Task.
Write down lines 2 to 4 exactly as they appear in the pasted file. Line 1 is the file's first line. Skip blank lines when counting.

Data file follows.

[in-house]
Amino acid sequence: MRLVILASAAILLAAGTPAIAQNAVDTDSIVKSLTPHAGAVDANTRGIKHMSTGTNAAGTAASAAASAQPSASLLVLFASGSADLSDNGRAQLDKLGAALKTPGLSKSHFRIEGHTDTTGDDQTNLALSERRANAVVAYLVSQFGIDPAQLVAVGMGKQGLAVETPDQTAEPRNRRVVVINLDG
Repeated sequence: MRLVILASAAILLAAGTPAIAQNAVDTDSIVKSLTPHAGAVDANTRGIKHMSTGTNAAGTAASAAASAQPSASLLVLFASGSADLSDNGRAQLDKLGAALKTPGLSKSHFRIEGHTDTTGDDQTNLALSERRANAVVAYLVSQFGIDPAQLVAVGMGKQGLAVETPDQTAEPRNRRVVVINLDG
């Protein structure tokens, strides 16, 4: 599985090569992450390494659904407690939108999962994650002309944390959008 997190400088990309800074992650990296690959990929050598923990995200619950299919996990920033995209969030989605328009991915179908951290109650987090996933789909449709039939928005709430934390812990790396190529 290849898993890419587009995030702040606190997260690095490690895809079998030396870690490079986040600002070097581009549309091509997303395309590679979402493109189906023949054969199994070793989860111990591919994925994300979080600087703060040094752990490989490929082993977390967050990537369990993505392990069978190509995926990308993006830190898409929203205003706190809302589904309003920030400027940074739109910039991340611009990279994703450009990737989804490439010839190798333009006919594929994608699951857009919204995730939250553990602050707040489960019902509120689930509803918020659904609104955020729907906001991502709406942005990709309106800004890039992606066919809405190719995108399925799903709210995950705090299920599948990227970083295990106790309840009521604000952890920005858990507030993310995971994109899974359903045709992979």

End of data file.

Amino acid sequence: MRLVILASAAILLAAGTPAIAQNAVDTDSIVKSLTPHAGAVDANTRGIKHMSTGTNAAGTAASAAASAQPSASLLVLFASGSADLSDNGRAQLDKLGAALKTPGLSKSHFRIEGHTDTTGDDQTNLALSERRANAVVAYLVSQFGIDPAQLVAVGMGKQGLAVETPDQTAEPRNRRVVVINLDG
Repeated sequence: MRLVILASAAILLAAGTPAIAQNAVDTDSIVKSLTPHAGAVDANTRGIKHMSTGTNAAGTAASAAASAQPSASLLVLFASGSADLSDNGRAQLDKLGAALKTPGLSKSHFRIEGHTDTTGDDQTNLALSERRANAVVAYLVSQFGIDPAQLVAVGMGKQGLAVETPDQTAEPRNRRVVVINLDG
């Protein structure tokens, strides 16, 4: 599985090569992450390494659904407690939108999962994650002309944390959008 997190400088990309800074992650990296690959990929050598923990995200619950299919996990920033995209969030989605328009991915179908951290109650987090996933789909449709039939928005709430934390812990790396190529 290849898993890419587009995030702040606190997260690095490690895809079998030396870690490079986040600002070097581009549309091509997303395309590679979402493109189906023949054969199994070793989860111990591919994925994300979080600087703060040094752990490989490929082993977390967050990537369990993505392990069978190509995926990308993006830190898409929203205003706190809302589904309003920030400027940074739109910039991340611009990279994703450009990737989804490439010839190798333009006919594929994608699951857009919204995730939250553990602050707040489960019902509120689930509803918020659904609104955020729907906001991502709406942005990709309106800004890039992606066919809405190719995108399925799903709210995950705090299920599948990227970083295990106790309840009521604000952890920005858990507030993310995971994109899974359903045709992979």